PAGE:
Saturday, October 6, 2007

Fragile X Syndrome

A Chromosomal Birth Defect


Fragile X syndrome primarily affects males (1 in 1,500). Although 1 in 1,000 females is a carrier, only one in three shows outward signs of having the defect, including intellectual impairment. The range of retardation varies from mild to severe.


The physical characteristics of Fragile X syndrome may include large ears, an elongated face, poor muscle tone, flat feet, large testicles, overcrowded teeth, cleft palate, heart problems, and autistic-like tendencies. Affected children may also suffer seizures.

However, many children with Fragile X syndrome appear to be physically normal at birth, so a diagnosis may not be made until the ages of 18 months and 2 years. At that time, a lack of language development coupled with other developmental delays usually prompts testing.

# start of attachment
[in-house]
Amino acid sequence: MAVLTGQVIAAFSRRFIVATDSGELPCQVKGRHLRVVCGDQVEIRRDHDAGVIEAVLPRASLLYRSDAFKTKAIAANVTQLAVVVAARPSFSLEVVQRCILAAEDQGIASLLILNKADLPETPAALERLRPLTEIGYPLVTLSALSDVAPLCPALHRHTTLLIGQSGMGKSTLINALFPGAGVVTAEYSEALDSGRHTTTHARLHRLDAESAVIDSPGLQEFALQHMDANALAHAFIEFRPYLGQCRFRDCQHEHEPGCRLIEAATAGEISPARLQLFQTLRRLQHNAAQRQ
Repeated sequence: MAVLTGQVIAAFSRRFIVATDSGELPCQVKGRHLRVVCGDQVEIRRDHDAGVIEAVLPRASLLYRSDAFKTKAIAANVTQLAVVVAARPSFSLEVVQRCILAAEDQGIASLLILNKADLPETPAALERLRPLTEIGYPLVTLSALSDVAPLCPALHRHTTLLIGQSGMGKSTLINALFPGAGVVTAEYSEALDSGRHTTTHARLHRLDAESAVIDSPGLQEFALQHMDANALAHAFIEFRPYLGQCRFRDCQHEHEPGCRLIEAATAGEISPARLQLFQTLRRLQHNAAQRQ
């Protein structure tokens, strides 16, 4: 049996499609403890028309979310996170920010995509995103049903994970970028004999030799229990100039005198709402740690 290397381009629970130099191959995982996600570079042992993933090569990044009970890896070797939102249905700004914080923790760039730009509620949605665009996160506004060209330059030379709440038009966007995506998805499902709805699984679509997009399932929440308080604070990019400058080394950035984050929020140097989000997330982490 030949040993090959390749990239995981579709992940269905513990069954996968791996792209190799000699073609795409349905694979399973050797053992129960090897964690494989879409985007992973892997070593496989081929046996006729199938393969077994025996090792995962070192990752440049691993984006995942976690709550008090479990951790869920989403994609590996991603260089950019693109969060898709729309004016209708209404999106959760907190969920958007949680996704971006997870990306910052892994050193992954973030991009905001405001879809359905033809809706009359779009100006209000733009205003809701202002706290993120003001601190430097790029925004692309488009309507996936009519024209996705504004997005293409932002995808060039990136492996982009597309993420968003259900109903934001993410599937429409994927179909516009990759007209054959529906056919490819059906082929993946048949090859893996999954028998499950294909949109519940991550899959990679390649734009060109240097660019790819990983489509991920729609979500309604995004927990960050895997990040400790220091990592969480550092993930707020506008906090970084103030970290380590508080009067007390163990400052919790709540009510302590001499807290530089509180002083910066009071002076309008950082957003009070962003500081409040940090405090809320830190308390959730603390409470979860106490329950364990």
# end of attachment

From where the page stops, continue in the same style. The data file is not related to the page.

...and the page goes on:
As with Down syndrome, children with Fragile X syndrome can be expected to do most things that any young child can do, although they also generally learn these things later than unaffected children. And, as with most of these birth defects, early-intervention programs begun in infancy can help maximize the child's development.


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